- Paschal v. Acklin, 27 Tex. 173, 196 (1863) ("There remains but one other question that need be discussed. Appellees' counsel have maintained, in an argument of much zeal and cogency, that the special bequest in Franklin's will in favor of his brothers, upon the trusts therein declared, is in violation of our constitutional prohibition of perpetuities and entailments; and that the court must, therefore, hold it illegal and void. The solution of this question depends upon the fact, whether the devise in question can be sustained as a bequest for charitable uses. If so, it must be conceded that it does not come within the constitutional inhibition referred to.")
- Hancock v. Butler, 21 Tex. 804, 813 (1858) ("In the American states, perpetuities, entailments, and the right of primogeniture were generally prohibited by their written constitution; and the antagonism of classes never having existed here, the public mind was at ease on the subject of the encroachments of the power of property. Hence our decisions have not always kept pace with the English decisions in disregarding the qualifying words which formerly in their own courts took the case out of the rule. See opinions of Chief Justice Marshall, 10 B. Mon. 56, in which he adheres to former decisions and declines to follow the then late case of Jesson v. Wright.")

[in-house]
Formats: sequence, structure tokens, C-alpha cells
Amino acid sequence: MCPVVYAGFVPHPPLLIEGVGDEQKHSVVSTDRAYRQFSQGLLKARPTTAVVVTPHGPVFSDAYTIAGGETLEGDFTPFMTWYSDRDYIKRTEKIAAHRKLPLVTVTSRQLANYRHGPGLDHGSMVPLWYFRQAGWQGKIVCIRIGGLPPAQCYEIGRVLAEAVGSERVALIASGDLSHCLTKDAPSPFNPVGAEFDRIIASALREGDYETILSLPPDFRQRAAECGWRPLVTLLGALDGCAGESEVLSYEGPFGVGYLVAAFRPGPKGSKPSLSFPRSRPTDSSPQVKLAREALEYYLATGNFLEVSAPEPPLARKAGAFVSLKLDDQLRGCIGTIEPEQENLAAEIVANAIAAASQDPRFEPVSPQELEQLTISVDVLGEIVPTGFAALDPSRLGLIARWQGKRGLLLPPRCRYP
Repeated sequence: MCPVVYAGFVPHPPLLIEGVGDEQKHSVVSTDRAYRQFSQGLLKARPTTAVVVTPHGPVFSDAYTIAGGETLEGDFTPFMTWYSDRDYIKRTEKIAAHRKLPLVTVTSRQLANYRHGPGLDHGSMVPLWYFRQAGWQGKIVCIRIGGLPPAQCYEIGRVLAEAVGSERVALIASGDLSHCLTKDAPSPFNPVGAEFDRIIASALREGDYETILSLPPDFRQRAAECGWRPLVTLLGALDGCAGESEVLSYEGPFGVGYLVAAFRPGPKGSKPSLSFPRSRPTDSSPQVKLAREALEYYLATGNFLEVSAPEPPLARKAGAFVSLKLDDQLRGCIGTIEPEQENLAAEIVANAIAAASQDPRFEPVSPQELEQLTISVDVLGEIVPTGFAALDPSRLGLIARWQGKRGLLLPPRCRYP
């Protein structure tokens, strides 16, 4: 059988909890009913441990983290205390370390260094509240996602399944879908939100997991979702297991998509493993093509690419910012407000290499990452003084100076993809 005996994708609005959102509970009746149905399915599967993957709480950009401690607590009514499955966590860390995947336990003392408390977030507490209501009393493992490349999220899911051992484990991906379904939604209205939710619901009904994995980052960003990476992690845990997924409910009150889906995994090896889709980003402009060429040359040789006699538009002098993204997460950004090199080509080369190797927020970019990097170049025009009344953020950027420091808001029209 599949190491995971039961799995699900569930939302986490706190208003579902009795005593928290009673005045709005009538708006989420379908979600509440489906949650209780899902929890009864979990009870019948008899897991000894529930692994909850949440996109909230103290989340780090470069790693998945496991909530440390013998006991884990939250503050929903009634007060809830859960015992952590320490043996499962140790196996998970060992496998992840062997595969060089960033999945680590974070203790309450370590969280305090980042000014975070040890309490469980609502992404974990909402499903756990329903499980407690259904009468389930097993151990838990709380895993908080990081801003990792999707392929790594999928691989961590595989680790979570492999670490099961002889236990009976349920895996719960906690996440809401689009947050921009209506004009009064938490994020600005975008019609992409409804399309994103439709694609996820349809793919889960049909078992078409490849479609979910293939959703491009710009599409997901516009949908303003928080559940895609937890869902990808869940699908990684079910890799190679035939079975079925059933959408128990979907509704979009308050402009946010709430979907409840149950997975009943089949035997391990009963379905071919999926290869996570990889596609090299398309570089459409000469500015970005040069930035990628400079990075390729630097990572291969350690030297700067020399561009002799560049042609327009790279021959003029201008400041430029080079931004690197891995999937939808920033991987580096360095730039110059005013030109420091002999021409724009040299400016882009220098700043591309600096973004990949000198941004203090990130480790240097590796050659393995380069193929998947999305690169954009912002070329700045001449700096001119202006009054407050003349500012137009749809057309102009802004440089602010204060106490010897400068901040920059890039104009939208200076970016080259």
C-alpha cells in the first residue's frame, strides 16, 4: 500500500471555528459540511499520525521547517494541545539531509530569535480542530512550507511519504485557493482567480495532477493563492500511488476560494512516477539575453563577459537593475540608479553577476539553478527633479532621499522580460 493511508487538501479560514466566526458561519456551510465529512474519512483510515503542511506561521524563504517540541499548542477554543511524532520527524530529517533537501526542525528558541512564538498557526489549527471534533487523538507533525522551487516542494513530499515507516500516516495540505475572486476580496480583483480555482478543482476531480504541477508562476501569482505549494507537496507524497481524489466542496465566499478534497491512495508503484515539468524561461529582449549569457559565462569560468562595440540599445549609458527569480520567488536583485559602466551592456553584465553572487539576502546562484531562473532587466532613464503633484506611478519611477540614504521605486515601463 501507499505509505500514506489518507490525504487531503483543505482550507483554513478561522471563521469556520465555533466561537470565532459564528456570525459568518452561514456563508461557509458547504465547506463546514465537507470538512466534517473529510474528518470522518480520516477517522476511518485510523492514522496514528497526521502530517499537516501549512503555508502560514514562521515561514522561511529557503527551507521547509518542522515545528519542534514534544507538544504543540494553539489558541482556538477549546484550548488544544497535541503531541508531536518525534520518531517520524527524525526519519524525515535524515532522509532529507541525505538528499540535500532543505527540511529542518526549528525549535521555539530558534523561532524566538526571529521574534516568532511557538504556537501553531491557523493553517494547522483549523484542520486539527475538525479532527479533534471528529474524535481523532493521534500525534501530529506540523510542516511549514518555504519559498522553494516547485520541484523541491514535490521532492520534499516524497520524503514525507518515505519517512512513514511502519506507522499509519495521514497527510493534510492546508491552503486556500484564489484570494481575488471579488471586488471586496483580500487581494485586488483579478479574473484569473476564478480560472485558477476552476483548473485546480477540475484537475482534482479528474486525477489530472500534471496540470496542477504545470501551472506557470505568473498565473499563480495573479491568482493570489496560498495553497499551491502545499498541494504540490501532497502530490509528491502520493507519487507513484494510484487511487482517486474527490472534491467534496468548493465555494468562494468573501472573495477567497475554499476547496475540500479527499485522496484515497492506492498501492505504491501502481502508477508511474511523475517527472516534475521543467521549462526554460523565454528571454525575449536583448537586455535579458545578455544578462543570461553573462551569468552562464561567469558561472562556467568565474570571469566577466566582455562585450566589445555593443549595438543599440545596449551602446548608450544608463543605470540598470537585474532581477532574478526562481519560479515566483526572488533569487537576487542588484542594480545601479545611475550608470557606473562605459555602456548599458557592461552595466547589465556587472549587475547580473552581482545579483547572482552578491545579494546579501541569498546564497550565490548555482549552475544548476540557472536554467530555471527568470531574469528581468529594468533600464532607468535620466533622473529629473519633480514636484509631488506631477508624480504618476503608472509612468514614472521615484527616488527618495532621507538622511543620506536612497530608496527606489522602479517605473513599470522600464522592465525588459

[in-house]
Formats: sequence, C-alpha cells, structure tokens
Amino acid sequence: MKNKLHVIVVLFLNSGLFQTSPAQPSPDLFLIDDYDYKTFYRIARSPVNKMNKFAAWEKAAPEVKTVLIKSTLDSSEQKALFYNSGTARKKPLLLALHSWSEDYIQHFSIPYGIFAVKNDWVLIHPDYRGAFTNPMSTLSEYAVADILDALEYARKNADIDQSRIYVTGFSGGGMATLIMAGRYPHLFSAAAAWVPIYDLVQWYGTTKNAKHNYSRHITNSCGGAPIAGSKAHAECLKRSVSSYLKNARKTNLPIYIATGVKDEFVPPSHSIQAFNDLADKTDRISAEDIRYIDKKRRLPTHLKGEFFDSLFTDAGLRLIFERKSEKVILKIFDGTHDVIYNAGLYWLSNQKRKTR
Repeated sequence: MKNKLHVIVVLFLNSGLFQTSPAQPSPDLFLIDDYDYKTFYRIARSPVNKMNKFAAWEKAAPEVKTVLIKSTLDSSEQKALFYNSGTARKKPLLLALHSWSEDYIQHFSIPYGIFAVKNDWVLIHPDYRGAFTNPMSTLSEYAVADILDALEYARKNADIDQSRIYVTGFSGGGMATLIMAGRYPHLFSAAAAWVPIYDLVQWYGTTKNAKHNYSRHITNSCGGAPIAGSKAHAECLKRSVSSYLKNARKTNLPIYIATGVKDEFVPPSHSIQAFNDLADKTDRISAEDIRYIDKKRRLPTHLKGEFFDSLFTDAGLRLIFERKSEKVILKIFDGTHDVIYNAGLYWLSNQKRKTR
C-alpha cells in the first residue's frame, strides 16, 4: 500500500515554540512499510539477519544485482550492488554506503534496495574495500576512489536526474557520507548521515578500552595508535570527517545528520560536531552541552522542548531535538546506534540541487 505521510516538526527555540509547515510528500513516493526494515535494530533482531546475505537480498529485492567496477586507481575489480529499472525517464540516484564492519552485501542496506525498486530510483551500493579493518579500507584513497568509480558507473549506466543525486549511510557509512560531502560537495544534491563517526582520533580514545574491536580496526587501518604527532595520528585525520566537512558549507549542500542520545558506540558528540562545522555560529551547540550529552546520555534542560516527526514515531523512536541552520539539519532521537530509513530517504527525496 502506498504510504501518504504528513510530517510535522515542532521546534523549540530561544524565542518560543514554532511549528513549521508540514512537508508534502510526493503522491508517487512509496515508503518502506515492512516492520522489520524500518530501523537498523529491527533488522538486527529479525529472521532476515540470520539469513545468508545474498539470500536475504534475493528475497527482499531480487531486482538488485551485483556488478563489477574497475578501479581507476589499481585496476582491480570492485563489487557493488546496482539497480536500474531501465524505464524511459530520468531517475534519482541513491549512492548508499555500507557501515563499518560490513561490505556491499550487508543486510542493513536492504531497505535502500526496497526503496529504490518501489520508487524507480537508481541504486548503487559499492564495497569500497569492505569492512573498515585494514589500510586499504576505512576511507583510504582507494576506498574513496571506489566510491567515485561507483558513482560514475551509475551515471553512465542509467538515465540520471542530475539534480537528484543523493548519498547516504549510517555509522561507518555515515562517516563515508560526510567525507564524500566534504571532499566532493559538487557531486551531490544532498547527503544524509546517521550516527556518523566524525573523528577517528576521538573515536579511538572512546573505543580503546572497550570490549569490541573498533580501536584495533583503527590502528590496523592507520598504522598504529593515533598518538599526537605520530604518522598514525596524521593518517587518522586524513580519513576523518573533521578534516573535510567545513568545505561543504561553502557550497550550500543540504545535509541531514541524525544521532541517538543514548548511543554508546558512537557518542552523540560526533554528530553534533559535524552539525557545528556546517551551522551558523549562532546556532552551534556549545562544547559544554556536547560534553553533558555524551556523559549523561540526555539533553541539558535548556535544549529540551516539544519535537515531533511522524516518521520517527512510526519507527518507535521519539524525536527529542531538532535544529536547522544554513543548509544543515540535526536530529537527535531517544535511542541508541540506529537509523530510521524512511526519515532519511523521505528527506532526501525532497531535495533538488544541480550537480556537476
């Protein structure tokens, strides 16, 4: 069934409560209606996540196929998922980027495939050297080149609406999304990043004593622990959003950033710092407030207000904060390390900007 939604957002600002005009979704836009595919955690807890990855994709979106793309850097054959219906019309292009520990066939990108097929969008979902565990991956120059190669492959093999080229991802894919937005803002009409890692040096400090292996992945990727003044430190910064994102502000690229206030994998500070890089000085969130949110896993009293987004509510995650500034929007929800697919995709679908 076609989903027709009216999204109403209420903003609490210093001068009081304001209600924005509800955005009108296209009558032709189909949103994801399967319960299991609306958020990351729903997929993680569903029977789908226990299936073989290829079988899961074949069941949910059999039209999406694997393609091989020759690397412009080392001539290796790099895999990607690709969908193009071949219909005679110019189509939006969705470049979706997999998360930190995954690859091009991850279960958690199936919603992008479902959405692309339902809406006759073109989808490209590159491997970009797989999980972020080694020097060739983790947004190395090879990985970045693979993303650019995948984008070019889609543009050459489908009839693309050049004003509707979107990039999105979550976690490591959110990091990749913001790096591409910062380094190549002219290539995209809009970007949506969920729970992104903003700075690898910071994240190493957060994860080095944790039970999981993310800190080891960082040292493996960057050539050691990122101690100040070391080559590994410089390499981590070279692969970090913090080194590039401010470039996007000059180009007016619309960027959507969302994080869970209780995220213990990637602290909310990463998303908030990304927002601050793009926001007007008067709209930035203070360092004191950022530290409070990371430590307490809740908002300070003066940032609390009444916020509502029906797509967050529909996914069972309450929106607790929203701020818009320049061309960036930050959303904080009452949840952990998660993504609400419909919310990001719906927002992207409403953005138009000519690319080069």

- Vernon's Annotated Constitution of the State of Texas (this multi-volume and up-to-date resource is available at all law libraries and many municipal libraries)
- The Texas State Constitution: A Reference Guide (this one-volume resource is available at most law libraries and some municipal libraries)
- The Constitution of the State of Texas: An Annotated and Comparative Analysis (this two-volume resource is available at most law libraries and some municipal libraries)
- Constitution of the State of Texas (1876) (this resource is published and maintained by the University of Texas School of Law)
- Amendments to the Texas Constitution Since 1876 (this resource is published and regularly updated by the Legislative Council)
- Reports Analyzing Proposed Amendments (this resource is published and regularly updated by the Legislative Reference Library)